The Southwestern Historical Quarterly, Volume 78, July 1974 - April, 1975

Book Reviews

essays characterizing the situations in which Cobb appeared, for example,
in county agricultural high schools, boys' club work, extension, the farm
press, the AAA, and his private business. Some sections are laudatory and
some patronizing. Some minor points are open to contention, but, overall,
this is an effective, meaningful, and interesting work which suggests numer-
ous possibilities for similar studies on state and regional levels.
Texas A&M University HENRY C. DETHLOFF
California and the Dust Bowl Migration. By Walter J. Stein. (Westport,
Connecticut: Greenwood Press, Inc., I973. Pp. xiv+302. Biblio-
graphical essay, index. $12.)
Professor Stein's rich and informative book is a welcome and worthy
addition to the growing shelf of volumes on California and the depression
years. It casts a strong light in many corners of agricultural, labor, and
cultural history and exposes myths about the push and pull of the great
Oklahoma migration. The study not only makes the past live, it also serves
as a backdrop to such present history as Cesar Chavez's union crusade and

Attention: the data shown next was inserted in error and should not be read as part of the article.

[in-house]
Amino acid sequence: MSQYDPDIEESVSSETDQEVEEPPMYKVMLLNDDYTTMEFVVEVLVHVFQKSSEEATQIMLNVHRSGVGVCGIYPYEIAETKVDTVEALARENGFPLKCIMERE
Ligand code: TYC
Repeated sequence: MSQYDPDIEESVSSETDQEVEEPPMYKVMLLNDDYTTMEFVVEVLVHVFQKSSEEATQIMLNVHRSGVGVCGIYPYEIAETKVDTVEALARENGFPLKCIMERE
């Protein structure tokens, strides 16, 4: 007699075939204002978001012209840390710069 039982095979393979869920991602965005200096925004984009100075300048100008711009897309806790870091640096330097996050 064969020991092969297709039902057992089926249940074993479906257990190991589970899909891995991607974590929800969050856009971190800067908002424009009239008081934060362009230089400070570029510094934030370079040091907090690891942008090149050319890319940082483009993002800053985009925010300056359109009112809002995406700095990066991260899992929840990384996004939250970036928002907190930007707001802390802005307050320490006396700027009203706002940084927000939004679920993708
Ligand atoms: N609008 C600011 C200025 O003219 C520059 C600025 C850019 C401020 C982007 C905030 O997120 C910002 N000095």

the continuing problems of the poor in the fields.
The volume is a record of the debacle which hit the Oklahoma farmer
and his trip across route 66 to become part of California. Stein considers
the problems the Okies faced in their new home and how they affected the
state and its "factories in the field." (Californians called all the migrants
from Texas, Arkansas, Missouri, and Oklahoma, "Okies.") The resultant
crises involving the state administrations of Governors Frank Merriam and
the more liberal Culbert Olson are well documented. Federal responses to
this new type of migrants-these were American WASPs, not Oriental or
Mexican aliens-and the workings of the Federal Security Administration
camps are explored in detail.
Of special interest is Stein's material on the unsuccessful attempts of the
left and the CIO to organize the Okies. More of them "scabbed" than
joined the union. He sees their despair and their individualism as the base
of this failure. "Unions were not within their ken" (p. 265) says the
scholar. The hysteria around these people is caught, though we would have
wished for the inclusion of part of those rabid Los Angeles Times editorials
and some of the tension that was then prevalent in the city of Los Angeles.
But one must not be anything but enthusiastic in the face of this scholarly
addition to those splendid relevant works of I939-John Steinbeck's Grapes
of Wrath and Carey McWilliam's pioneer Factories in the Field. (Stein
aptly calls McWilliams, Olson's commissioner of immigration and housing,

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Texas State Historical Association. The Southwestern Historical Quarterly, Volume 78, July 1974 - April, 1975. Austin, Texas. The Portal to Texas History. http://texashistory.unt.edu/ark:/67531/metapth117149/. Accessed July 13, 2014.